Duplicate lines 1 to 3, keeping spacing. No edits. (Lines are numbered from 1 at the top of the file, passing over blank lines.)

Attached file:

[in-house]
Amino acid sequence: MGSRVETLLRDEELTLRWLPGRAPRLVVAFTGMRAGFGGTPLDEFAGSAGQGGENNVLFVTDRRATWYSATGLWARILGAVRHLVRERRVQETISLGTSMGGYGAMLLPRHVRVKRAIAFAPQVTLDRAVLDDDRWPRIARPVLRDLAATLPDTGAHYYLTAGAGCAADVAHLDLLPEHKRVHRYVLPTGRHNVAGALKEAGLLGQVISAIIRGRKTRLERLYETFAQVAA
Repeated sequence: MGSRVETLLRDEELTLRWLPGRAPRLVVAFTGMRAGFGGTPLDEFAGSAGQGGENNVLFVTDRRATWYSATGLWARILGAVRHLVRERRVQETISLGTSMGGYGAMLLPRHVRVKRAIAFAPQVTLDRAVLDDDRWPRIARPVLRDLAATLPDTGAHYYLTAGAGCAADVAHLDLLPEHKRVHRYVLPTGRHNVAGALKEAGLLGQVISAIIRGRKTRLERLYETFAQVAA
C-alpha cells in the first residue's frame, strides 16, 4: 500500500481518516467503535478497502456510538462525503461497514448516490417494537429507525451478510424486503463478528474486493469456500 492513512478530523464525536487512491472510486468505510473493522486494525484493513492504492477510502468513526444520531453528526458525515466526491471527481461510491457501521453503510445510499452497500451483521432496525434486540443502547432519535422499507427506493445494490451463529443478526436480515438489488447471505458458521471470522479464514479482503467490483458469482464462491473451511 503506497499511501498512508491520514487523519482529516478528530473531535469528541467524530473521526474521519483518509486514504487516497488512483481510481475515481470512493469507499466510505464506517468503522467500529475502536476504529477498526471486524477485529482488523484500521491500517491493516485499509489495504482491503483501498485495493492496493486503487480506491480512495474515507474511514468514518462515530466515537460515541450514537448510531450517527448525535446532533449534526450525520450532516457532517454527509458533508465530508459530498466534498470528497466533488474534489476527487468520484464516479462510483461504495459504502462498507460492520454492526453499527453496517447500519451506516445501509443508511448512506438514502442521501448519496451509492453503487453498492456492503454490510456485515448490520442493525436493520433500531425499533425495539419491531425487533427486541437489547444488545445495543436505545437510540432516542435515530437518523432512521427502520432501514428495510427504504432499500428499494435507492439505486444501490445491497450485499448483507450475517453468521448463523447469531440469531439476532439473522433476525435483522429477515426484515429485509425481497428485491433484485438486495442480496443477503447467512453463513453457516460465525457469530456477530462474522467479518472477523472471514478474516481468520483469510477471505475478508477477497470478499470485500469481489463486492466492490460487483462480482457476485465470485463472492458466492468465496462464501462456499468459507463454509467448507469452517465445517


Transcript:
[in-house]
Amino acid sequence: MGSRVETLLRDEELTLRWLPGRAPRLVVAFTGMRAGFGGTPLDEFAGSAGQGGENNVLFVTDRRATWYSATGLWARILGAVRHLVRERRVQETISLGTSMGGYGAMLLPRHVRVKRAIAFAPQVTLDRAVLDDDRWPRIARPVLRDLAATLPDTGAHYYLTAGAGCAADVAHLDLLPEHKRVHRYVLPTGRHNVAGALKEAGLLGQVISAIIRGRKTRLERLYETFAQVAA
Repeated sequence: MGSRVETLLRDEELTLRWLPGRAPRLVVAFTGMRAGFGGTPLDEFAGSAGQGGENNVLFVTDRRATWYSATGLWARILGAVRHLVRERRVQETISLGTSMGGYGAMLLPRHVRVKRAIAFAPQVTLDRAVLDDDRWPRIARPVLRDLAATLPDTGAHYYLTAGAGCAADVAHLDLLPEHKRVHRYVLPTGRHNVAGALKEAGLLGQVISAIIRGRKTRLERLYETFAQVAA